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Dublin: 5°C Tuesday 7 December 2021

Here’s how much you should tip in Ireland

The BIG question everyone asks themselves when the bill arrives.

I take the fifth Source: Lars Plougmann

WE’VE COVERED THE thorny topic of who in Ireland should be tipped and when – but what about how much?

When you’re in a restaurant and the bill comes it’s hard to know exactly how much extra to leave.

It’s a minefield

Some people have very strong views on the matter

Unlike America, Ireland doesn’t have a defined tipping culture – which makes it so much more confusing for people eating and drinking out.

But what do real Irish waiters think about it? DailyEdge.ie talked to one who has worked in countless restaurants in Dublin over the last ten years:

There are different factors that determine what the tip will be. If it’s a quick lunch they will just round up the bill to the nearest figure. If you’re sitting down and having starters then it usually works out at between 10-15 per cent – which is a good guide in my experience.

split checkSource: Dan4th

So, is rounding up acceptable for dinners too?

Yes, I would round up. If it was €53 then leaving €60 tends to happen in Ireland.

It’s easier than working out certain percentages – and seems to be the norm for Irish people.

The up and down nature of tips leaves many waiting staff exasperated – it’s just so unpredictable:

It is frustrating, most waiters I know are in college or doing something else as well as waiting tables. Getting good tips makes it all that easier for waiters. Some nights you would end up with €40 and other nights it would be €100.
I do think tips are a good thing because they incentivise good service in restaurants. The nature of the work means you are on your feet for so long that having the tips keeps standards up.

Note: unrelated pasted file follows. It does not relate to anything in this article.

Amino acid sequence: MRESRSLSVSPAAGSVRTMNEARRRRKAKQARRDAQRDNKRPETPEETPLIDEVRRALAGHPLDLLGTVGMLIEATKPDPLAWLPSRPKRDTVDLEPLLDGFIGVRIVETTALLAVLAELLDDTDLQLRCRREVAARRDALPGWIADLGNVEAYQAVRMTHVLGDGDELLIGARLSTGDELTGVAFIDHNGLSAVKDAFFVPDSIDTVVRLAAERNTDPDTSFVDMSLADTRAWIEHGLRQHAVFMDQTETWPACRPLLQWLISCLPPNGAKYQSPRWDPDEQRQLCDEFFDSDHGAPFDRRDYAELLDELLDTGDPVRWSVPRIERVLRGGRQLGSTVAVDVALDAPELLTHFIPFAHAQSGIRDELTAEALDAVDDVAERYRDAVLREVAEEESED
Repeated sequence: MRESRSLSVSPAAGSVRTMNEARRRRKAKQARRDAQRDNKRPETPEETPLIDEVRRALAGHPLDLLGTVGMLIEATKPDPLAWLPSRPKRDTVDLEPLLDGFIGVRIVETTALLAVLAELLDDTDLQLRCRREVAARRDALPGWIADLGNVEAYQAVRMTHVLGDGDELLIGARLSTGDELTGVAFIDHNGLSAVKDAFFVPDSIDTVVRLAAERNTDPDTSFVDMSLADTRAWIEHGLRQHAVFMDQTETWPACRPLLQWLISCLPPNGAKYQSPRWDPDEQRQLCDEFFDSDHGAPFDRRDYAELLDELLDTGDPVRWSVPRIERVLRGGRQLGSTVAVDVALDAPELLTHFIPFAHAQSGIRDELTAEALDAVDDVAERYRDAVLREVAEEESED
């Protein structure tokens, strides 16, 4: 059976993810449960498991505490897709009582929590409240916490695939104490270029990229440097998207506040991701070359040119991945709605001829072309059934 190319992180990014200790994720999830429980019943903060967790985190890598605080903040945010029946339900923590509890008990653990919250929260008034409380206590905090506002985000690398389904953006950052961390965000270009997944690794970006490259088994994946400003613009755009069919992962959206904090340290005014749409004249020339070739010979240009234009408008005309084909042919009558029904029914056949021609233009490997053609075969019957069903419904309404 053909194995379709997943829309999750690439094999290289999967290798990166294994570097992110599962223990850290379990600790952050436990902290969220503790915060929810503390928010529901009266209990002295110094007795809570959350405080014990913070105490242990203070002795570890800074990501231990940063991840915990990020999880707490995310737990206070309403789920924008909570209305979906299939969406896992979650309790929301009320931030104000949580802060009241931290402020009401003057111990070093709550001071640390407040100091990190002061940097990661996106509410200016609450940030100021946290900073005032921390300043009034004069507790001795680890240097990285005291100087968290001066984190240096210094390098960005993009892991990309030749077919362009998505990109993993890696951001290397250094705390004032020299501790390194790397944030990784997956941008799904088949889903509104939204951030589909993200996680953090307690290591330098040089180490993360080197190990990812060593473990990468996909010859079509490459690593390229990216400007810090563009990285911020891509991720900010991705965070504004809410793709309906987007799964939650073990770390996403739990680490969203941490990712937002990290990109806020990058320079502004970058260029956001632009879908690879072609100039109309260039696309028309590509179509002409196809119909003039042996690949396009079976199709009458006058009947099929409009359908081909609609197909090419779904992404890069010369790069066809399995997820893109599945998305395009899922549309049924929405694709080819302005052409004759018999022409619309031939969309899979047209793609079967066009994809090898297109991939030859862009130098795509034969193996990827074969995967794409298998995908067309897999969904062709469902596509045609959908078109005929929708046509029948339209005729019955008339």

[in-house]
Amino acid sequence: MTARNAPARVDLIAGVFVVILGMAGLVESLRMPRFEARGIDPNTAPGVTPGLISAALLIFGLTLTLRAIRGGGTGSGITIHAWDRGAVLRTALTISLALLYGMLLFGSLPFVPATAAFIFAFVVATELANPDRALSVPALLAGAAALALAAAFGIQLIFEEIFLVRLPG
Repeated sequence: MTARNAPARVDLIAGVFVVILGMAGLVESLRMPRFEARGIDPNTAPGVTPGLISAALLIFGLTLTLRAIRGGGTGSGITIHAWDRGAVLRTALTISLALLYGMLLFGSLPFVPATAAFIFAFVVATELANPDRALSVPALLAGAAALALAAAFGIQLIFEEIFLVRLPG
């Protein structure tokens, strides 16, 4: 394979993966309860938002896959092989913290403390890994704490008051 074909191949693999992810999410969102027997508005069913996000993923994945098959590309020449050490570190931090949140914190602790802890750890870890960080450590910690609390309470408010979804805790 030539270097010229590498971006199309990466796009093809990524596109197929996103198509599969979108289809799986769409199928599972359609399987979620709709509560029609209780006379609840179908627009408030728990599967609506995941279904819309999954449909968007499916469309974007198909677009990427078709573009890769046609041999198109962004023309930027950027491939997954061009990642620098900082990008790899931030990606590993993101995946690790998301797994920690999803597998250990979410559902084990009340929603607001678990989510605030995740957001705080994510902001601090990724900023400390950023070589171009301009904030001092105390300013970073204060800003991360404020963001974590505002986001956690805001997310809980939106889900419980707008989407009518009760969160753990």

tippers Source: Twitter

Adam Kilbane, manager of Dublin restaurant and bar L Mulligan Grocer told DailyEdge.ie that it is a controversial subject, but it should ultimately come down to service:

If the service is good tip away but if it’s not then it’s not necessary. It’s all based on the quality.

What about the 10 per cent figure that is often used as a benchmark by people?

In Ireland it’s more rounding up – so if something is around €55 then people would leave €60 and we like it that way. The set percentages used in the American system just don’t translate here.

Tip on food but not on drinks. There are exceptions like if it is a cocktail that took over five minutes preparing – but it’s a good general rule.

restaurant Source: hitsnooze

For tourists coming into Ireland – especially from places that have a tipping culture – it can be a confusing situation. Our experienced waiter said that the lack of a tipping culture in Europe sometimes has an impact on American tourists doing tours of the continent – as they think Ireland is the same and then don’t tip at all.

The GoIreland website has a handy guide for tipping which rings true with what staff say:

Personnel will usually expect a tip of around ten to fifteen per cent. Or a round-up to the nearest (sensible) amount payable in “the folding stuff” (starting with the €5 note).

So the general consensus runs that you should round the bill up to the nearest reasonable amount – and it seems that if you want to work out the 10-15 per cent then that’s grand too.

So now, where do you stand? How much of a tip should you give when a bill is presented to you in a restaurant after good service? 

Poll Results:

10-15 per cent (5952)
I just round up to the nearest figure (3936)
No tip at all (2091)

Written by David Elkin and posted on DailyEdge.ie

More: So, who exactly should you be tipping in Ireland?>

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